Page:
purposeless. Is this your concern? Then again, even crazier script can
exist, which creates a symlink pointing somewhere once, and then later
that somewhere can be removed and replaced with either a file or a
directory (sounds crazy and useless, but who knows? it's possible).
This script naturally will be broken whenever using native symlinks at
all.

I think some choice should be made here:
a) Allow creationg of dangling native symlinks (file by default).
b) Add a third native mode which is less strict than `nativestrict`,
but more strict than `native` - I'd like to use `nativestrict` on my
system, but due to this issue I have to use `native`.
c) Explicitly mention this behavior in Cygwin User Guide, so people
know that using `nativestrict` can break some scripts that rely on
creation of dangling symlinks. Currently the wording in CUG sounds
like it might fail because the filesystem doesn't support symlinks or
something.

Thanks.
--Gene


On 29 April 2016 at 15:02, Peter Rosin <[hidden email]> wrote:

> On 2016-04-29 13:34, Gene Pavlovsky wrote:
>>>> POSIX says a symlink to a missing target is perfectly well-defined (you
>>>> can't stat() through it, but you can readlink() it). But Windows native
>>>> symlinks can't do that.  So the problems you are encountering all stem
>>>> from the fact that you are trying to make Windows do something it can't.
>>>
>>> My initial reaction was that, too, but I tried mklink (CMD internal command)
>>>
>>>> mklink x y
>>>
>>> and it created the symlink in the empty directory just fine.
>>
>> This is my point exactly. Windows dangling symlinks can be created as
>> easily as in UNIX.
>> At least this is the case on my Win7 x64.
>
> No, it can't.
>
> c:\>mklink a b
> c:\>mkdir b
> c:\>cd b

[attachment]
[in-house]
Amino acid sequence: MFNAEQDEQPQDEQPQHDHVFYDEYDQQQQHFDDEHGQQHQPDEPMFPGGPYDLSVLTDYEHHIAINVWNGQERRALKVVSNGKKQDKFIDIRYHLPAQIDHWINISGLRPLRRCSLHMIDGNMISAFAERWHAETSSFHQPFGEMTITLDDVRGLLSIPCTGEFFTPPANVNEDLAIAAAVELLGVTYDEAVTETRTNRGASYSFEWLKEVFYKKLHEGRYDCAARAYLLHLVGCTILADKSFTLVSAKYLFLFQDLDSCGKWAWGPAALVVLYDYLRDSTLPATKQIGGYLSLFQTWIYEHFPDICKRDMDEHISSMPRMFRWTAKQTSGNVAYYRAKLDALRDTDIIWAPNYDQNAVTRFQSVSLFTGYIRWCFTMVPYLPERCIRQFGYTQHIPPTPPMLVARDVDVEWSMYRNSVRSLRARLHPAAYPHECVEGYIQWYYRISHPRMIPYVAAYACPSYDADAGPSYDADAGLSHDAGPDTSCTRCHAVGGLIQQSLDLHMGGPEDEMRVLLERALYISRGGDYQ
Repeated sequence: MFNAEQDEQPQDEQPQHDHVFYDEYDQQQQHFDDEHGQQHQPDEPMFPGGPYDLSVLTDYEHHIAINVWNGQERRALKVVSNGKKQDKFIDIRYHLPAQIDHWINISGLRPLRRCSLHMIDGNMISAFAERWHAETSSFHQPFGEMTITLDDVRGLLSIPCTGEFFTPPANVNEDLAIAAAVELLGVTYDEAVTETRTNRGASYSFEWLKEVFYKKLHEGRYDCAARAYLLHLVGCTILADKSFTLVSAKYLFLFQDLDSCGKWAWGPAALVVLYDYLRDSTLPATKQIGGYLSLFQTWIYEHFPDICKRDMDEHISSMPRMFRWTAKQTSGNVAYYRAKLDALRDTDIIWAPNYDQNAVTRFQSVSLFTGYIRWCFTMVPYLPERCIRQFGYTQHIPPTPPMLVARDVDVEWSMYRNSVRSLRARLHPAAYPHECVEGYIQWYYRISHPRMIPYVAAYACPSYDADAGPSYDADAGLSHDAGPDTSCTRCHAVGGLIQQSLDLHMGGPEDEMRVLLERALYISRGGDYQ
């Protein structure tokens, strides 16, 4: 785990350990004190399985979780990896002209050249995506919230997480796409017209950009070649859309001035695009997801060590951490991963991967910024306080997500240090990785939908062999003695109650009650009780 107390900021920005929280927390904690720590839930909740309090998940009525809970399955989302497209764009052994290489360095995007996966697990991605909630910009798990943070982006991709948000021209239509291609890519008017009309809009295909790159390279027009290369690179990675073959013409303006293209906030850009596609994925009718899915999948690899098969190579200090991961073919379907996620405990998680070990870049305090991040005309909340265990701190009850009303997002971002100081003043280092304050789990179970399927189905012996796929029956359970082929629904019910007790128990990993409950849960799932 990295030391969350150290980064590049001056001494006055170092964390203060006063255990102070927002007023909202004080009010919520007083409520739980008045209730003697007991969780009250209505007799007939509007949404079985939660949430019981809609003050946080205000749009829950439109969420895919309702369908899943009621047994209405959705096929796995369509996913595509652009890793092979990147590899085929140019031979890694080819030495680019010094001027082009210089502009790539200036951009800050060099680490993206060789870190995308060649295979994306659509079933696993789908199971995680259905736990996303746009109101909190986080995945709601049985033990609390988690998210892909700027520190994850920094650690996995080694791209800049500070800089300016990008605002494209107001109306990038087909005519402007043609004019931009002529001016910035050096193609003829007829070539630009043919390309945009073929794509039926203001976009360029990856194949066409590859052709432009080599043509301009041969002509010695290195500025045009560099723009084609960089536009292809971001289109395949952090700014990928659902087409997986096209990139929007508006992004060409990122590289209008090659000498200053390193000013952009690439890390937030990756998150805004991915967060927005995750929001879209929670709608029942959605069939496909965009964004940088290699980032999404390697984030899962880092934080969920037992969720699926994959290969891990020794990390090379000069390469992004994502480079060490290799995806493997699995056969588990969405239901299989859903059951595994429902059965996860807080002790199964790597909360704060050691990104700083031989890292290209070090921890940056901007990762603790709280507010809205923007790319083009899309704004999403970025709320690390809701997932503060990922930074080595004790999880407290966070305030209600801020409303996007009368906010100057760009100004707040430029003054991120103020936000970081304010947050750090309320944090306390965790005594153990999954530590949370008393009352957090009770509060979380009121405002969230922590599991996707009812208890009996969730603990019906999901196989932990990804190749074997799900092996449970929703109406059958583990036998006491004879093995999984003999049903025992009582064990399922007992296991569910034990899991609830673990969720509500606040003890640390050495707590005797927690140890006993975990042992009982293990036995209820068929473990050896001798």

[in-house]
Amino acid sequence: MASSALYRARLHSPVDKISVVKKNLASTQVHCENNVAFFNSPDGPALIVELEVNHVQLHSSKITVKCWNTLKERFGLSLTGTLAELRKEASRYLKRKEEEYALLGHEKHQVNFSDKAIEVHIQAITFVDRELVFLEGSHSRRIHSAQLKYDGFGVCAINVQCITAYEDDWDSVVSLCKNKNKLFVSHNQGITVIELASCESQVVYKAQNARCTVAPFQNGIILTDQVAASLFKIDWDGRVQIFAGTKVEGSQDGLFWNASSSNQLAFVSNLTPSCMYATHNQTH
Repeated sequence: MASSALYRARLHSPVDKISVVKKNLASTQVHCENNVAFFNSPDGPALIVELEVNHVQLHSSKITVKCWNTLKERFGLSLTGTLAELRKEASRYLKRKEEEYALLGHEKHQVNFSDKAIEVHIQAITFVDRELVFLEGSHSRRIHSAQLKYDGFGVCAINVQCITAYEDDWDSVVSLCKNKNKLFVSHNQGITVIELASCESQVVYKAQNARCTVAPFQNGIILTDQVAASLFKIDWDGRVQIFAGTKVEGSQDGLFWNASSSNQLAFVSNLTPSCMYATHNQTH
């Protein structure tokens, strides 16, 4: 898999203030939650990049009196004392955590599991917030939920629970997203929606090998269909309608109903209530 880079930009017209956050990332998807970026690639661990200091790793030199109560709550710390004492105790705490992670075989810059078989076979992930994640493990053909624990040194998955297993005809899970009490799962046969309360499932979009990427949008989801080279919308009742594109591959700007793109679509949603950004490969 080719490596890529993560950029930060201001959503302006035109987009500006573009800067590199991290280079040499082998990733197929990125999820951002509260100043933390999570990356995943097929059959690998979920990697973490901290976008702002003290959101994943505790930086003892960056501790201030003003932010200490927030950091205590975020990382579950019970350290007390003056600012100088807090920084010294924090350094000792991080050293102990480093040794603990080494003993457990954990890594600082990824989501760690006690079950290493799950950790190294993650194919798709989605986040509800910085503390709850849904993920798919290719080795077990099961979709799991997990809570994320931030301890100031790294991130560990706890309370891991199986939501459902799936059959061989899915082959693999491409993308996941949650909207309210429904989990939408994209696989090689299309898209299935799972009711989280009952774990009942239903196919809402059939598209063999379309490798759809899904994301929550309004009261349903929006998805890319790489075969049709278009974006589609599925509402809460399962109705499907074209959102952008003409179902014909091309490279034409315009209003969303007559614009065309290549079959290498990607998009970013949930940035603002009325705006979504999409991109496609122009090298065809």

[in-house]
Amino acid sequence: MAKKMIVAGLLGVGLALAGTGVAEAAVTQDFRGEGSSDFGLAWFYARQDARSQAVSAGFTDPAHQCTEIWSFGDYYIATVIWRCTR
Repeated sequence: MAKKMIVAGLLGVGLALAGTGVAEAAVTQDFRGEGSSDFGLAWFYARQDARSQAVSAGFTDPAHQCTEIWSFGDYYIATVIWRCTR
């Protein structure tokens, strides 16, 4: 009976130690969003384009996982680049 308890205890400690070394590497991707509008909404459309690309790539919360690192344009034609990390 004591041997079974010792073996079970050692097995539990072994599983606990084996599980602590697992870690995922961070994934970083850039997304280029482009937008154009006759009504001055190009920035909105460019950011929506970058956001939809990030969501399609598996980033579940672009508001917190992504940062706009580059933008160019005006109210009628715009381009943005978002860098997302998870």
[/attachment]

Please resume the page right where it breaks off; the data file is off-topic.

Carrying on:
> c:\b>cd ..
> c:\>cd a
> The directory name is invalid
> c:\>rmdir b
> c:\>echo hello > b
> c:\>type a
> hello
>
> It only works for dangling links to files. Not good enough.
>
> Cheers,
> Peter

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Re: `CYGWIN=winsymlinks:nativestrict`, `ln -s target link` fails if target doesn't exist

Rinrin
Hi Gene:
  I made a patch for my private use.
  First of all, you should setup `nativenocheck` in CYGWIN environment
variable to enable this feature.
  If the target does not exist, it will check the last digit of target
path, for '/' it will create a <SYMLINKD> instead of <SYMLINK>



在 2016/4/30 8:14, Gene Pavlovsky 写道:

> I can confirm this behavior. Basically, mklink requires to choose file
> (default) or directory (/D) link. It is true whether or not the target
> exists (e.g. if your target is a directory,
> /D is not implied automatically, you have to specify it). By contrast,
> POSIX symlink doesn't distinguish file or directory symlinks.
> So, what does it have to do with the topic exactly? According to your
> logic, this is alos not good enough:
>
> c:\>mkdir tmp
>
> c:\>cd tmp
>
> c:\tmp>mkdir target
>
> c:\tmp>mklink /d link target
> symbolic link created for link <<===>> target
>
> c:\tmp>cd link
>
> c:\tmp\link>cd ..
>
> c:\tmp>rmdir target
>
> c:\tmp>echo file >target
>
> c:\tmp>cd link
> The directory name is invalid.
>
> c:\tmp>cat link
> file
>
> But it doesn't mean Cygwin should stop offering to use native symlinks
> altogether, does it? What I mean is, POSIX symlinks are universal, and
> NTFS symlinks are of two kinds. Using native symlinks, therefore, can
> create potential problems, regardless of native or nativestrict mode.
>
> I can see allowing dangling native symlinks can be a problem if
> there's some script that creates some (dangling) symlinks, and then
> later create some directories, to which the links are supposed to
> point to, but since they didn't exist at link creation time, the links
> are wrongfully of the file kind, and are not gonna work. I guess a
> script like this can theoretically exist, even though it sounds quite
> purposeless. Is this your concern? Then again, even crazier script can
> exist, which creates a symlink pointing somewhere once, and then later
> that somewhere can be removed and replaced with either a file or a
> directory (sounds crazy and useless, but who knows? it's possible).
> This script naturally will be broken whenever using native symlinks at
> all.
>
> I think some choice should be made here:
> a) Allow creationg of dangling native symlinks (file by default).
> b) Add a third native mode which is less strict than `nativestrict`,
> but more strict than `native` - I'd like to use `nativestrict` on my
> system, but due to this issue I have to use `native`.
> c) Explicitly mention this behavior in Cygwin User Guide, so people
> know that using `nativestrict` can break some scripts that rely on
> creation of dangling symlinks. Currently the wording in CUG sounds
> like it might fail because the filesystem doesn't support symlinks or
> something.
>
> Thanks.
> --Gene
>
>
> On 29 April 2016 at 15:02, Peter Rosin <[hidden email]> wrote: